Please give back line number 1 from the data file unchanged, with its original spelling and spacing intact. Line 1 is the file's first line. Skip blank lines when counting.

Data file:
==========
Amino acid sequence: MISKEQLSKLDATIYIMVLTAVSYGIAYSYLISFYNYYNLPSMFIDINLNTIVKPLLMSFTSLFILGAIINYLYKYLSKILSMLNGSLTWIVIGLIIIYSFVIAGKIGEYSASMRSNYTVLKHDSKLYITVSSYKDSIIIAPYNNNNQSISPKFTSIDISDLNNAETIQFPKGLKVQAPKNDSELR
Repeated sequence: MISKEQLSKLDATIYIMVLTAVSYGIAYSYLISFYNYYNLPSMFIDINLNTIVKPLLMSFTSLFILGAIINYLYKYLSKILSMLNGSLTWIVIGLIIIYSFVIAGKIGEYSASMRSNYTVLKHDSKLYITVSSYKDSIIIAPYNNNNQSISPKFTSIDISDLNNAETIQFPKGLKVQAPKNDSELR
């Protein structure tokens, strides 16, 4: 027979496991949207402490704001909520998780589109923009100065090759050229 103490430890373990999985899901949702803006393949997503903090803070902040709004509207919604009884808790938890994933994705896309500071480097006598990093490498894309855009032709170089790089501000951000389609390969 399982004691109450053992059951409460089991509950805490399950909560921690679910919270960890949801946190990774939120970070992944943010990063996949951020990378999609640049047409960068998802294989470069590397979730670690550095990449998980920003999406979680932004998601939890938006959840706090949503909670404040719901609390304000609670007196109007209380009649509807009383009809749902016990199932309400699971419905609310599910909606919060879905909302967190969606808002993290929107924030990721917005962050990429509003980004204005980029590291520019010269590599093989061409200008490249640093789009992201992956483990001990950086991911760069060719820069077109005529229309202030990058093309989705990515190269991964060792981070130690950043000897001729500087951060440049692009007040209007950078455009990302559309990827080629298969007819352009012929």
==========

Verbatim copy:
Amino acid sequence: MISKEQLSKLDATIYIMVLTAVSYGIAYSYLISFYNYYNLPSMFIDINLNTIVKPLLMSFTSLFILGAIINYLYKYLSKILSMLNGSLTWIVIGLIIIYSFVIAGKIGEYSASMRSNYTVLKHDSKLYITVSSYKDSIIIAPYNNNNQSISPKFTSIDISDLNNAETIQFPKGLKVQAPKNDSELR